This article is a thorough review of the scientific literature about vitamin B12 and the vegan diet, including every relevant study on vegans and vitamin B12 published since 1980. Vegan advocates who may otherwise not be interested in the details of vitamin B12 are encouraged to read the Recommendations and Can a Natural Diet Require Supplements?

Overt B12 Deficiency

B12 protects the nervous system. Without it, permanent damage can result (e.g., blindness, deafness, dementia). Fatigue, and tingling in the hands or feet, can be early signs of deficiency.

Vitamin B12, like folate (aka folic acid), is needed to help red blood cells divide. In some cases, vegans may get so much folate that even with B12 deficiency, their blood cells continue to divide properly. In other cases, their blood cells will fail to divide properly and they will become fatigued and suffer from macrocytic (aka megaloblastic) anemia.

Mild B12 Deficiency

Homocysteine is a byproduct of protein metabolism. Elevated homocysteine levels are linked with increased risks of heart disease and stroke. From 1999 to 2003, there were many studies comparing the homocysteine levels of vegans and vegetarians who do not supplement their diet with vitamin B12 to those of non-vegetarians (more info). In every study, the vegans or vegetarians had higher homocysteine levels than the meat-eaters and in the range associated with heart disease and stroke.

In contrast, one study compared vegans who supplemented with vitamin B12 (an average of 5.6 mcg/day) and their homocysteine levels were well within the healthy range.

If you have been a typical meat eater for most of your life, your body should have stored enough B12 to prevent overt deficiency for a number of years. However, B12 stores cannot be relied on to keep homocysteine levels in check for very long.

Open Letter from Health Professionals & Vegan Organizations

Other opinions by vegan movement leaders and health professionals on the need for vitamin B12:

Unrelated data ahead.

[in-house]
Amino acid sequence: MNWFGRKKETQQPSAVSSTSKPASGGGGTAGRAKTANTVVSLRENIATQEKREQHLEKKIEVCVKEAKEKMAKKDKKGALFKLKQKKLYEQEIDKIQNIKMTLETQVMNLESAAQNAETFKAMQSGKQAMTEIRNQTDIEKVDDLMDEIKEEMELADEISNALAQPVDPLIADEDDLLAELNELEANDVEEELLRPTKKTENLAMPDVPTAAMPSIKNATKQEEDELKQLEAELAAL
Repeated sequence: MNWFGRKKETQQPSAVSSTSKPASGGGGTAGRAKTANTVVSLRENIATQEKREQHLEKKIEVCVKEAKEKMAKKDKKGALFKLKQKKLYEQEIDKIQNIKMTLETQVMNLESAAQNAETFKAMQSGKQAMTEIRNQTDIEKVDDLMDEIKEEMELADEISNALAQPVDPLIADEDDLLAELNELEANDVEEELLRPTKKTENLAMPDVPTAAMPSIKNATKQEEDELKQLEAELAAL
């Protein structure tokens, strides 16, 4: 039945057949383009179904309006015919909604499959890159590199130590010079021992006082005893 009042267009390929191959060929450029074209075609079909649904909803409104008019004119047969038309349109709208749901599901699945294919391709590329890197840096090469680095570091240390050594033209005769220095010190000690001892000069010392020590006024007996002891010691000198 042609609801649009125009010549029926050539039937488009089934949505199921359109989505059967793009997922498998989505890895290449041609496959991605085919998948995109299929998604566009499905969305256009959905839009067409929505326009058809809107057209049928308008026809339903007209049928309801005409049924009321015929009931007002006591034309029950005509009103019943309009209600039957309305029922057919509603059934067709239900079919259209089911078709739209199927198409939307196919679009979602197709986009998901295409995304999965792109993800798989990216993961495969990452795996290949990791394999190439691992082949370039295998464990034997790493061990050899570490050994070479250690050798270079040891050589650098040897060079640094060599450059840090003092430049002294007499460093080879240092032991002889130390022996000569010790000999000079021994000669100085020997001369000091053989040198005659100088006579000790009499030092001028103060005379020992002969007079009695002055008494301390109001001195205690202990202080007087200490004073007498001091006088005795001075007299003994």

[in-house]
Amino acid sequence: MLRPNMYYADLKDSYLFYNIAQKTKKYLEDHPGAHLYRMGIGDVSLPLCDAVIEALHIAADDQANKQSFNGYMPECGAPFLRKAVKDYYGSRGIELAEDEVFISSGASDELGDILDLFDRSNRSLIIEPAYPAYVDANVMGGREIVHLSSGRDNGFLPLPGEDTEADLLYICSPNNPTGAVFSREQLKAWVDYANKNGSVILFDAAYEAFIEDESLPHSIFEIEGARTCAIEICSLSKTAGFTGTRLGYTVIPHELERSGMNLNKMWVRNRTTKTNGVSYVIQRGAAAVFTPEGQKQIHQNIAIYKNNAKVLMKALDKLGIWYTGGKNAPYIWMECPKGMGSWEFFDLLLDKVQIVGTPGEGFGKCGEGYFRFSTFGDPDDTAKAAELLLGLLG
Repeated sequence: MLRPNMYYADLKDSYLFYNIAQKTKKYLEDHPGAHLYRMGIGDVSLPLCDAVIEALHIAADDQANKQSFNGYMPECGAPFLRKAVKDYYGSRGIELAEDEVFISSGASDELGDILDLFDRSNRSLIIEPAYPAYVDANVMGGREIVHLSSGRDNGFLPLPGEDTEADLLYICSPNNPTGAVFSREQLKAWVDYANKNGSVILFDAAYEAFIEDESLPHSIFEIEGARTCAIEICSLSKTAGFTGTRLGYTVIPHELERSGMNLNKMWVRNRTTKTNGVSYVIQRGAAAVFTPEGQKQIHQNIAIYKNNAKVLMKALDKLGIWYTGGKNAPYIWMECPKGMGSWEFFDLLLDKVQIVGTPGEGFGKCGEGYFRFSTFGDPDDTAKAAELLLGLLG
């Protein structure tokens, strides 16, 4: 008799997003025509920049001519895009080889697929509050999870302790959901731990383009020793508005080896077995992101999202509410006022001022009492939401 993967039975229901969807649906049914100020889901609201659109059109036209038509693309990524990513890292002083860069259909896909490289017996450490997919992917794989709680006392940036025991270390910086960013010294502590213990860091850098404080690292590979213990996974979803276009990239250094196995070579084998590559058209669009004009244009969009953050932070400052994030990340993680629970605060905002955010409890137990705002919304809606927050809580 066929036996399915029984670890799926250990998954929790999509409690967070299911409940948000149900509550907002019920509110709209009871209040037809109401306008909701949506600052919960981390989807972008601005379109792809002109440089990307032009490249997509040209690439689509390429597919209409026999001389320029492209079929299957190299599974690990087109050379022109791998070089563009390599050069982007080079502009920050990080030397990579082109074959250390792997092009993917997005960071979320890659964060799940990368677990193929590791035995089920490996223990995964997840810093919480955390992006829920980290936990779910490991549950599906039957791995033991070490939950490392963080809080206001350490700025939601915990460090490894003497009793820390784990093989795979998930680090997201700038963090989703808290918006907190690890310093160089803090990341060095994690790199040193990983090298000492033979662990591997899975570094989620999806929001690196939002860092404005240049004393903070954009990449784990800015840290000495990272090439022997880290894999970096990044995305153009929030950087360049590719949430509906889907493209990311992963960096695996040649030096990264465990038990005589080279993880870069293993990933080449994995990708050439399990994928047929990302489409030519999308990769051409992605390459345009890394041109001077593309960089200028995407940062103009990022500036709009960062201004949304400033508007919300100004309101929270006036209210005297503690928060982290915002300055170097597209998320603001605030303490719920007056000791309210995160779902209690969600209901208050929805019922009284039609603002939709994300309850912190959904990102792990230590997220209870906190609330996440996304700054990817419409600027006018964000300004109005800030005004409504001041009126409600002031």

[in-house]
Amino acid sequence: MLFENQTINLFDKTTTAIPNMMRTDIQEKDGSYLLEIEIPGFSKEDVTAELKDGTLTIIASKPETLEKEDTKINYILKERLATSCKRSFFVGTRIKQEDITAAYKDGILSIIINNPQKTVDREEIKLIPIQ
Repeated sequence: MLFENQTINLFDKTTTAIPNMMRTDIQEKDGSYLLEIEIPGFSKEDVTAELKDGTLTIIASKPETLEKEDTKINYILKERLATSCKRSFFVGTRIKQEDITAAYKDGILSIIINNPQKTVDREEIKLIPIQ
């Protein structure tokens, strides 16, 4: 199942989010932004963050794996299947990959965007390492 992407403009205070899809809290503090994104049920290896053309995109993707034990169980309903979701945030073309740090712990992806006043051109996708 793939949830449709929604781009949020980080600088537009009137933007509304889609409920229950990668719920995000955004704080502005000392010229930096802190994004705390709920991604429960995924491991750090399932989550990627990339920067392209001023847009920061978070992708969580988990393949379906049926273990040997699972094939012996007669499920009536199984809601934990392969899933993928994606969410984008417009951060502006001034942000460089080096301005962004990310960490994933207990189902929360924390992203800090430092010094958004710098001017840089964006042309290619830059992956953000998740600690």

What Every Vegan Should Know about Vitamin B12

Table of Contents

  1. Vitamin B12 Recommendations
  2. Vegan Sources
  3. Can a Natural Diet Require Supplements?

Deficiency

  1. Overt B12 Deficiency - Nerve Damage and Anemia
  2. Mild B12 Deficiency - Cardiovascular Disease | Dementia | Birth Defects | Bone Mineral Density
  3. Small Amounts of Animal Products Do Not Cure B12 Deficiency

The B12 Molecule

  1. Analogues
  2. Digestion, Absorption, and Transport
  3. Coenzyme Functions

Measuring

  1. Blood B12 Levels: Not Reliable
  2. Should I Get My B12 Status Tested?

B12 Status

  1. Vegans Infants & Toddlers
  2. Vegan Children & Teenagers
  3. Vegan Adults
  4. Elderly Vegetarians
  5. Raw Foodist Vegans
  6. Macrobiotics
  7. Lacto-Ovo Vegetarians
  8. Individual Cases of Deficiency
  9. Immerman - The Exception

Plant & Intestinal Sources

  1. Measuring B12: Why the Confusion?
  2. B12 in Vegan Foods
  3. Are Intestinal Bacteria a Reliable Source of B12?
  4. B12 and Non-Human Animals

Appendices

  1. How Recommendations were Formulated
  2. Side Effects of Vitamin B12 Supplements
  3. People Over Age 50
  4. People Who Should Not Take the Cyanocobalamin Form of B12
  5. Smokers and Cyanocobalamin
  6. Methylcobalamin & Adenosylcobalamin
  7. S-adenosylmethionine (SAMe)
  8. Ways to Get B12 Deficiency
  9. Elevated Serum B12 and Increased Risk of Disease
  10. Conditions That Increase B12 Levels
  11. B12-Related Laboratory Values
  12. Plant Sources of Folate
  13. Figure: Methionine-Homocysteine-Folate-B12 Cycle